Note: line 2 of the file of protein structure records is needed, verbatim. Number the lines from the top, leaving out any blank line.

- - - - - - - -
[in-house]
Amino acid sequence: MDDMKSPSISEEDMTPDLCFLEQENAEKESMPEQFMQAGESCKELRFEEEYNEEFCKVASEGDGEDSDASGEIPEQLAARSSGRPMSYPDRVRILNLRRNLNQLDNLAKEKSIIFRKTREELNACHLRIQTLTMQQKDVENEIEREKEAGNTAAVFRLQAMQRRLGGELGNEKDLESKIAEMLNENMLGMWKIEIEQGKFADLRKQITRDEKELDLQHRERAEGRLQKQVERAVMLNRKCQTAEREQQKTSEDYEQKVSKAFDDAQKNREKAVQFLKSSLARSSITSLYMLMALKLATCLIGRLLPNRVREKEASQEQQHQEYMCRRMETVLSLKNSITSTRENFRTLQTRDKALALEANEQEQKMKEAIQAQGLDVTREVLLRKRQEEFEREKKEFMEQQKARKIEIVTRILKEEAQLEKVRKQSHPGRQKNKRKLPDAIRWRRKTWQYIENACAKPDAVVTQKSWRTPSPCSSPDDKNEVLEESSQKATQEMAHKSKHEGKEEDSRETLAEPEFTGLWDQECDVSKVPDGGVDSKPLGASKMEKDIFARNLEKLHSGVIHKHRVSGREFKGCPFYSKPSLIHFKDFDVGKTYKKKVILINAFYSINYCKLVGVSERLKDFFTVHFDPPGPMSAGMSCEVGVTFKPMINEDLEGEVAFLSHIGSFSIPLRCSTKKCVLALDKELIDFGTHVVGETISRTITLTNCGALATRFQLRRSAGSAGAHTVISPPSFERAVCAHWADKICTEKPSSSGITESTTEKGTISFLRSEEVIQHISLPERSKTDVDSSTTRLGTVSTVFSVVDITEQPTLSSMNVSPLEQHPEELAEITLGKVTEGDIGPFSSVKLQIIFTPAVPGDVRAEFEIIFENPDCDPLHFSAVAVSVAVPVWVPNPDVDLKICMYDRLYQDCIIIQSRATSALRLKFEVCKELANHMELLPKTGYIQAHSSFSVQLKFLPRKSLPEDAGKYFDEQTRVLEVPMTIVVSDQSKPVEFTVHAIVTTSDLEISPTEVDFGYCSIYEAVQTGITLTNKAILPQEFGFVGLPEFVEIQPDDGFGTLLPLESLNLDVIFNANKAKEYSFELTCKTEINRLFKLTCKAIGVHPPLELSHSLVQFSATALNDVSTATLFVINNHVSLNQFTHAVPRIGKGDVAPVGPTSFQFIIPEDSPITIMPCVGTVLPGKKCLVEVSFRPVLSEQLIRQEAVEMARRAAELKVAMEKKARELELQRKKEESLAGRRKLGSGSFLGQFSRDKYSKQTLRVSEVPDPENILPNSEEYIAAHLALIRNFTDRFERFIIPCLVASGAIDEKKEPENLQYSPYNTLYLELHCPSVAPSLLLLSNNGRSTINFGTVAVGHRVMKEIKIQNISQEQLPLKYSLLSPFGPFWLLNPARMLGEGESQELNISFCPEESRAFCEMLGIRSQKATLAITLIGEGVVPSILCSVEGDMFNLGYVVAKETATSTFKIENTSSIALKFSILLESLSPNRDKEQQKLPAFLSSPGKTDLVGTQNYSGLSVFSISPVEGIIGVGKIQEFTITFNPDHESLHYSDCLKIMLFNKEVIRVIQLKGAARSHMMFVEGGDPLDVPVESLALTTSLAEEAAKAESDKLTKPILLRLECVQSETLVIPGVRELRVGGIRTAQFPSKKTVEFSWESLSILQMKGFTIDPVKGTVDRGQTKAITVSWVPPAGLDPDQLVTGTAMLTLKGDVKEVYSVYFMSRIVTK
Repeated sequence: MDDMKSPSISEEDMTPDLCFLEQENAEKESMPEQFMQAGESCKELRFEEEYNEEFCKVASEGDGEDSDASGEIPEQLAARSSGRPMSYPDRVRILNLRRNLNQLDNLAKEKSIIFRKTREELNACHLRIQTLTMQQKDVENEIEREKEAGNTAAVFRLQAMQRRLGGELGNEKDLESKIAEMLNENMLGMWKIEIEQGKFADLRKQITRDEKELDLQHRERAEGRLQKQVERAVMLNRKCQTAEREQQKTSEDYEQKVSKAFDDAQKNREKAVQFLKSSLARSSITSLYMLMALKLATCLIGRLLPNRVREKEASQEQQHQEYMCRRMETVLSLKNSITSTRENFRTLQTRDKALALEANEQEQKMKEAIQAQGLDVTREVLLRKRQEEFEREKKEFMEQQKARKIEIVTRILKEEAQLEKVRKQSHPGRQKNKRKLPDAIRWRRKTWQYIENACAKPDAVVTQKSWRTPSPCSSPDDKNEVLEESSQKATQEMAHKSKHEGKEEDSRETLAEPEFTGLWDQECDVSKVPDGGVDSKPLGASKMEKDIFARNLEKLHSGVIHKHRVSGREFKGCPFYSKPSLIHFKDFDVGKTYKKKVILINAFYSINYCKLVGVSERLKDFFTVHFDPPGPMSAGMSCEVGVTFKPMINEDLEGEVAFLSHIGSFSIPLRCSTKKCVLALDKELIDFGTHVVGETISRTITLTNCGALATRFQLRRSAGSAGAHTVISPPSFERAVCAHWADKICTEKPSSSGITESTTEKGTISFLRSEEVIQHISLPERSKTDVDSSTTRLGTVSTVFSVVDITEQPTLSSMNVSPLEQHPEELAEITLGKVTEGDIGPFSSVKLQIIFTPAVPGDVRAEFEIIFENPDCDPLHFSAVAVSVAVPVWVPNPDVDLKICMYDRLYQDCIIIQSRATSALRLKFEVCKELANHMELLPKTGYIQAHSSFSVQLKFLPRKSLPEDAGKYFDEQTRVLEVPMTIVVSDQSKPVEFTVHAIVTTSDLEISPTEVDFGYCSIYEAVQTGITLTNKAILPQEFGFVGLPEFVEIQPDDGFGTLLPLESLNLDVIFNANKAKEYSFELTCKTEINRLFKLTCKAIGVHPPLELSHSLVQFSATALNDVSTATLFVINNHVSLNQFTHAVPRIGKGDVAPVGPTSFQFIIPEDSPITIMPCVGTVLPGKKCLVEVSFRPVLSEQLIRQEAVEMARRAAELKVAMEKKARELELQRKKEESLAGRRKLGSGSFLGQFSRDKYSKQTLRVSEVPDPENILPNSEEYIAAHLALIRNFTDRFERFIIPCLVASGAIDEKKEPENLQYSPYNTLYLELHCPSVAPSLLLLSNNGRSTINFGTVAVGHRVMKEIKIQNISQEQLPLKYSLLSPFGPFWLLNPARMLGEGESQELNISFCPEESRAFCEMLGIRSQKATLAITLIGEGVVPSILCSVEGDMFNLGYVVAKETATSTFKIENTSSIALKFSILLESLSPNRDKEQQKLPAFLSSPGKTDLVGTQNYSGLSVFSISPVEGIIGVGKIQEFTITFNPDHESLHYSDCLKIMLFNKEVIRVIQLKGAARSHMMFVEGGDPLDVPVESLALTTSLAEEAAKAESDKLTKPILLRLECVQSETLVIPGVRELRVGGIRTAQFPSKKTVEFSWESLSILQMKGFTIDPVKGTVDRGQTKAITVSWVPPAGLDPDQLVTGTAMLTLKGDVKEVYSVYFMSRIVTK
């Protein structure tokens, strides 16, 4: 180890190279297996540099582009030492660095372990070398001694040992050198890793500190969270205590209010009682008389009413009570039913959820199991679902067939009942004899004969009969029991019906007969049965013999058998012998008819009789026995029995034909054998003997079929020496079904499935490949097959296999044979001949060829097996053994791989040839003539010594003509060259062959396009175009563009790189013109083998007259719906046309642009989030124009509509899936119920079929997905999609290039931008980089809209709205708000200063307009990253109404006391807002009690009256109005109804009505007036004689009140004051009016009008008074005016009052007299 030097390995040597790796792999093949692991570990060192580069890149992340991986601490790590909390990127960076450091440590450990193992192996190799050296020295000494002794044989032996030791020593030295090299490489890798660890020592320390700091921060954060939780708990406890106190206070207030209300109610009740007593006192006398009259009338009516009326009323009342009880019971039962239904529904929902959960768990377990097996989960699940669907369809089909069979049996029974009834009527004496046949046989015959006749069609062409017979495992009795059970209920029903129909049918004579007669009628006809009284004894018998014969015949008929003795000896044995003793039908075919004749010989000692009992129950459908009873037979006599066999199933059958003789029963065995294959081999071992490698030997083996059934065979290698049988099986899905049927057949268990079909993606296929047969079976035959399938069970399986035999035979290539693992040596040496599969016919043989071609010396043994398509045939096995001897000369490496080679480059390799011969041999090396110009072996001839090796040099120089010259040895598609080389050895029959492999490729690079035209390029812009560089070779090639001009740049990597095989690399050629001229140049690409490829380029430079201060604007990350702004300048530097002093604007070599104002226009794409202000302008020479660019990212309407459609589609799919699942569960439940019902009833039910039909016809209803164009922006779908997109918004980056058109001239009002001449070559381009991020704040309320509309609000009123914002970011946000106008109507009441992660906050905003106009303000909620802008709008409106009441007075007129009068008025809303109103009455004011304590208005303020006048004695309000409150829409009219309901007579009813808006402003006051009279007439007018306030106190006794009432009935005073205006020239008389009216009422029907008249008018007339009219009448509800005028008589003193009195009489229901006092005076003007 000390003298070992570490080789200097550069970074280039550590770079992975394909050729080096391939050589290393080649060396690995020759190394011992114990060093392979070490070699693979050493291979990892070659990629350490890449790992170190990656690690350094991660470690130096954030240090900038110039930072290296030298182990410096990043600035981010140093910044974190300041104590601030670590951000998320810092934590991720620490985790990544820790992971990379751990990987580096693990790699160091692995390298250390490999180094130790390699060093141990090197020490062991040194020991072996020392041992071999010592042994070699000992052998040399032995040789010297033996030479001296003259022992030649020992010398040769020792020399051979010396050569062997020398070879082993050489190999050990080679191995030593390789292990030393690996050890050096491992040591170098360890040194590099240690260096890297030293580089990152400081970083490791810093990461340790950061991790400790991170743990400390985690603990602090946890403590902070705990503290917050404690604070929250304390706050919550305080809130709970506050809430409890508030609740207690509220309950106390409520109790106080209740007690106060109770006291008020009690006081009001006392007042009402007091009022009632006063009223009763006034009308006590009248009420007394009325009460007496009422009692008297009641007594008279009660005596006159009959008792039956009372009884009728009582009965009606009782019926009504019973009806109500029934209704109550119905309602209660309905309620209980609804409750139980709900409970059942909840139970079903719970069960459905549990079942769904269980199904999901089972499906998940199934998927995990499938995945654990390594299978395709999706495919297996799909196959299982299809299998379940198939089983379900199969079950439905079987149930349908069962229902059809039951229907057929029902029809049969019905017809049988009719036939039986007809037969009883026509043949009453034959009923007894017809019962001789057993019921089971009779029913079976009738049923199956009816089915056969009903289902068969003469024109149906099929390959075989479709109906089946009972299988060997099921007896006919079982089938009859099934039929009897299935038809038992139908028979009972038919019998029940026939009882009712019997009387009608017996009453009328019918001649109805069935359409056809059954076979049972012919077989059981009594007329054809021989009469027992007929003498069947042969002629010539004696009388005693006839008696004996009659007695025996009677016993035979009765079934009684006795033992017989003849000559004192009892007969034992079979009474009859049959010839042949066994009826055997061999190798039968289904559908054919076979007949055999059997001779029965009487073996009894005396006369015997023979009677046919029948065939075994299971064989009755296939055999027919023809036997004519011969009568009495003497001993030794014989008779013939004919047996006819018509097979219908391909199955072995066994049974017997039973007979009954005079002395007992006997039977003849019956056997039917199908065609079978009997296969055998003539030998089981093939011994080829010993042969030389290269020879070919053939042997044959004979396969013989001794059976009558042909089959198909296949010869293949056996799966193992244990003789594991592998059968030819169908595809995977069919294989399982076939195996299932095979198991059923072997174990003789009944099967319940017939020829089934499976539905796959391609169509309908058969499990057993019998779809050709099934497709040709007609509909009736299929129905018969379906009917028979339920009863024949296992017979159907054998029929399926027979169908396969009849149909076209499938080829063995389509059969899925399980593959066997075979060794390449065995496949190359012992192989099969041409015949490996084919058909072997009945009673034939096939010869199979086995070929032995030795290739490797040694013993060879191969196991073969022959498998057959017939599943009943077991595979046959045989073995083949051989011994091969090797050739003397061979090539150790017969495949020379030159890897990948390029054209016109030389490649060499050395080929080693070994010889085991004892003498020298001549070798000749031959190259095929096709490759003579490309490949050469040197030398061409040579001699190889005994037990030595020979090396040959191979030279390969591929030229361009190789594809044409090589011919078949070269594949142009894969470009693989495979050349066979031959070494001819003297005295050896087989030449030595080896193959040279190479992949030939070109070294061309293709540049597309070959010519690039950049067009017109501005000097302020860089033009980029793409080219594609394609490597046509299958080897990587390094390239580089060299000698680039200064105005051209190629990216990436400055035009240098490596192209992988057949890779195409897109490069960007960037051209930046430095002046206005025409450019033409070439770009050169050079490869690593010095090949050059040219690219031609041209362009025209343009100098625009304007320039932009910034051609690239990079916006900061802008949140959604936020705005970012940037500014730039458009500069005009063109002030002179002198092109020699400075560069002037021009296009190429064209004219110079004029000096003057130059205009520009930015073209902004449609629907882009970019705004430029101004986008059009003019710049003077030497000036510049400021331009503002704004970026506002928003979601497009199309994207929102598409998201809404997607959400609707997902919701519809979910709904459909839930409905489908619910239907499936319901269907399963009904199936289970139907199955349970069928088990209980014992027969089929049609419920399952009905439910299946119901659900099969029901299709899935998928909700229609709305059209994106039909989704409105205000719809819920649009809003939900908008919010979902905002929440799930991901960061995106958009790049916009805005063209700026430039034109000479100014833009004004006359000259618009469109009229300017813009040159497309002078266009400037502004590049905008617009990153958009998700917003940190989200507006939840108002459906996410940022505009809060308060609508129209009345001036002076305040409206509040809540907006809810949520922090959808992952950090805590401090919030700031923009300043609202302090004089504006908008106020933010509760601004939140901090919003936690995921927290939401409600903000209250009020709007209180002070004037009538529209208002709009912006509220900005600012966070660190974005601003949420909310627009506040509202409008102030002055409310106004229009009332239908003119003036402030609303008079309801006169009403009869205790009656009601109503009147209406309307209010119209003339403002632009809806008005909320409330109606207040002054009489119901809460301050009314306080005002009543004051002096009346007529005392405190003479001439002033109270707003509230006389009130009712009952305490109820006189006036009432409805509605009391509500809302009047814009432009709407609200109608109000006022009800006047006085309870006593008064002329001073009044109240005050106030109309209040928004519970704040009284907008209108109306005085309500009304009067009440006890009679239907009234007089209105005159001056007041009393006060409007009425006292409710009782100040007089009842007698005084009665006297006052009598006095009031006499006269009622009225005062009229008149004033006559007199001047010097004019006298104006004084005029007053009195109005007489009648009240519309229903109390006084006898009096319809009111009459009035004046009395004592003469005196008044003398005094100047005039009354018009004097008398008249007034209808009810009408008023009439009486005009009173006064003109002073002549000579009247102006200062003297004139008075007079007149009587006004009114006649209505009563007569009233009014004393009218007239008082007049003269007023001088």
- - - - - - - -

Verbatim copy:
Amino acid sequence: MDDMKSPSISEEDMTPDLCFLEQENAEKESMPEQFMQAGESCKELRFEEEYNEEFCKVASEGDGEDSDASGEIPEQLAARSSGRPMSYPDRVRILNLRRNLNQLDNLAKEKSIIFRKTREELNACHLRIQTLTMQQKDVENEIEREKEAGNTAAVFRLQAMQRRLGGELGNEKDLESKIAEMLNENMLGMWKIEIEQGKFADLRKQITRDEKELDLQHRERAEGRLQKQVERAVMLNRKCQTAEREQQKTSEDYEQKVSKAFDDAQKNREKAVQFLKSSLARSSITSLYMLMALKLATCLIGRLLPNRVREKEASQEQQHQEYMCRRMETVLSLKNSITSTRENFRTLQTRDKALALEANEQEQKMKEAIQAQGLDVTREVLLRKRQEEFEREKKEFMEQQKARKIEIVTRILKEEAQLEKVRKQSHPGRQKNKRKLPDAIRWRRKTWQYIENACAKPDAVVTQKSWRTPSPCSSPDDKNEVLEESSQKATQEMAHKSKHEGKEEDSRETLAEPEFTGLWDQECDVSKVPDGGVDSKPLGASKMEKDIFARNLEKLHSGVIHKHRVSGREFKGCPFYSKPSLIHFKDFDVGKTYKKKVILINAFYSINYCKLVGVSERLKDFFTVHFDPPGPMSAGMSCEVGVTFKPMINEDLEGEVAFLSHIGSFSIPLRCSTKKCVLALDKELIDFGTHVVGETISRTITLTNCGALATRFQLRRSAGSAGAHTVISPPSFERAVCAHWADKICTEKPSSSGITESTTEKGTISFLRSEEVIQHISLPERSKTDVDSSTTRLGTVSTVFSVVDITEQPTLSSMNVSPLEQHPEELAEITLGKVTEGDIGPFSSVKLQIIFTPAVPGDVRAEFEIIFENPDCDPLHFSAVAVSVAVPVWVPNPDVDLKICMYDRLYQDCIIIQSRATSALRLKFEVCKELANHMELLPKTGYIQAHSSFSVQLKFLPRKSLPEDAGKYFDEQTRVLEVPMTIVVSDQSKPVEFTVHAIVTTSDLEISPTEVDFGYCSIYEAVQTGITLTNKAILPQEFGFVGLPEFVEIQPDDGFGTLLPLESLNLDVIFNANKAKEYSFELTCKTEINRLFKLTCKAIGVHPPLELSHSLVQFSATALNDVSTATLFVINNHVSLNQFTHAVPRIGKGDVAPVGPTSFQFIIPEDSPITIMPCVGTVLPGKKCLVEVSFRPVLSEQLIRQEAVEMARRAAELKVAMEKKARELELQRKKEESLAGRRKLGSGSFLGQFSRDKYSKQTLRVSEVPDPENILPNSEEYIAAHLALIRNFTDRFERFIIPCLVASGAIDEKKEPENLQYSPYNTLYLELHCPSVAPSLLLLSNNGRSTINFGTVAVGHRVMKEIKIQNISQEQLPLKYSLLSPFGPFWLLNPARMLGEGESQELNISFCPEESRAFCEMLGIRSQKATLAITLIGEGVVPSILCSVEGDMFNLGYVVAKETATSTFKIENTSSIALKFSILLESLSPNRDKEQQKLPAFLSSPGKTDLVGTQNYSGLSVFSISPVEGIIGVGKIQEFTITFNPDHESLHYSDCLKIMLFNKEVIRVIQLKGAARSHMMFVEGGDPLDVPVESLALTTSLAEEAAKAESDKLTKPILLRLECVQSETLVIPGVRELRVGGIRTAQFPSKKTVEFSWESLSILQMKGFTIDPVKGTVDRGQTKAITVSWVPPAGLDPDQLVTGTAMLTLKGDVKEVYSVYFMSRIVTK